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Coping During Covid

Mental Health and Addiction Services Adapt to Assist through Pandemic
Author: Jen Brignall-Strong
Photographer: Syx Langemann
4 years ago
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When COVID-19 restrictions were implemented in Windsor-Essex in mid-March, life as we knew it ground to a halt. As the worldwide pandemic swept across North America, so too did worry, stress, and fear of the unknown.

For people already struggling with anxiety, depression, or substance abuse issues, lack of access to counselling and other mental health resources became a frightening possibility. How would their recovery be affected?

For those faced with a mental health crisis for the first time, the question became, “where do I turn if everything is closed?”

Thankfully, just as quickly as lockdown measures were put in place, local agencies began adapting the way they provided care, creating online resources, implementing safety protocols, and finding new ways to connect with people.

“From the outset, we’ve had to change our delivery models,” explains Kim Willis of the Canadian Mental Health Association Windsor-Essex County. “Our case workers now check in with clients over the phone or through other means of technology. As the province is loosening some restrictions, we’re starting to make arrangements and protocols for some in-person visits if needed. It’s always safety first.”

Kim Willis

Through a donation from the Toldo Foundation, the CMHA was also able to quickly hire a Pandemic Response Therapist to assist anyone dealing with heightened anxiety, depression, or grief directly related to COVID-19.

“We are very grateful to them to allow us to introduce that service,” adds Willis.

At Brentwood Recovery Home, which deals with alcohol and substance abuse, addiction counselling and wellness programs continue on as they always have, but with advanced safety measures and screenings in place to ensure the well-being of both workers and residents.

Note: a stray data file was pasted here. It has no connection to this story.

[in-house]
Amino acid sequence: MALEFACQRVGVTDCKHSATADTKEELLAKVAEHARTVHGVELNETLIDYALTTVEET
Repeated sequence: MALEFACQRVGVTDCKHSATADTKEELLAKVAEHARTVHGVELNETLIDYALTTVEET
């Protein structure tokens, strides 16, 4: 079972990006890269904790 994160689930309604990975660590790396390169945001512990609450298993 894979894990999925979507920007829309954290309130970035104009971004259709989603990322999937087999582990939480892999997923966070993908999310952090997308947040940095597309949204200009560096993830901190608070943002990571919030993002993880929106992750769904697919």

“Clients entering our live-in addiction treatment program must now enter a 14-day, on-site quarantine before migrating into the regular group,” explains Brentwood’s Director of Development Mark Lennox. “During that time, they’re already starting the program and getting the resources they need.”

Like many other organizations, Brentwood has also gone virtual, hosting up to 50 online recovery support meetings per week. A small grant from Ontario Health has enabled them to install Wi-Fi and purchase tablets, allowing members to connect with counsellors, family, and their ‘Lived Experience’ fellowship who have graduated from the program.

Lennox credits his staff with making the transition to a ‘new normal’ seamless. “We have a very active Covid Action Team. We have our own medical department, which has been a huge advantage. Our counsellors and staff have really been our heroes; showing up every single day to help the people on program.”

For the Sexual Assault Crisis Centre, assisting clients remotely began by providing weekly wellness notes and practical solutions to help them manage day-to-day life during a pandemic.